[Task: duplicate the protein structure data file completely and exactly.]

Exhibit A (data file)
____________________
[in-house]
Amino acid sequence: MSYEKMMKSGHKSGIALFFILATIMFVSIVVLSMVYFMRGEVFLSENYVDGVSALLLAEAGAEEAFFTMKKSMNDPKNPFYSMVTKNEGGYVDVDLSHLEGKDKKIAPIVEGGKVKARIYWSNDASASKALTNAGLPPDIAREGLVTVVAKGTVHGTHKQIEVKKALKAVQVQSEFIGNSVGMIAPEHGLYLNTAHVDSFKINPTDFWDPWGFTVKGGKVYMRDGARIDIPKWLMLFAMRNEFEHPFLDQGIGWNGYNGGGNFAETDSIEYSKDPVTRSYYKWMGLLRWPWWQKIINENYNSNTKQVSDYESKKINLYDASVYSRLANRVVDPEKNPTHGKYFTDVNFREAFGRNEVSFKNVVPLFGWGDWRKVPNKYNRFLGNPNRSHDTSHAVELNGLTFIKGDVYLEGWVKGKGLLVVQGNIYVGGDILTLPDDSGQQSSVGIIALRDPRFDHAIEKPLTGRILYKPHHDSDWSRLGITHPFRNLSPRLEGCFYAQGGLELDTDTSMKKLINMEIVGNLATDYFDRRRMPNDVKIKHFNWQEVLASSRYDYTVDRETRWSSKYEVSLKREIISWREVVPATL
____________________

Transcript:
[in-house]
Amino acid sequence: MSYEKMMKSGHKSGIALFFILATIMFVSIVVLSMVYFMRGEVFLSENYVDGVSALLLAEAGAEEAFFTMKKSMNDPKNPFYSMVTKNEGGYVDVDLSHLEGKDKKIAPIVEGGKVKARIYWSNDASASKALTNAGLPPDIAREGLVTVVAKGTVHGTHKQIEVKKALKAVQVQSEFIGNSVGMIAPEHGLYLNTAHVDSFKINPTDFWDPWGFTVKGGKVYMRDGARIDIPKWLMLFAMRNEFEHPFLDQGIGWNGYNGGGNFAETDSIEYSKDPVTRSYYKWMGLLRWPWWQKIINENYNSNTKQVSDYESKKINLYDASVYSRLANRVVDPEKNPTHGKYFTDVNFREAFGRNEVSFKNVVPLFGWGDWRKVPNKYNRFLGNPNRSHDTSHAVELNGLTFIKGDVYLEGWVKGKGLLVVQGNIYVGGDILTLPDDSGQQSSVGIIALRDPRFDHAIEKPLTGRILYKPHHDSDWSRLGITHPFRNLSPRLEGCFYAQGGLELDTDTSMKKLINMEIVGNLATDYFDRRRMPNDVKIKHFNWQEVLASSRYDYTVDRETRWSSKYEVSLKREIISWREVVPATL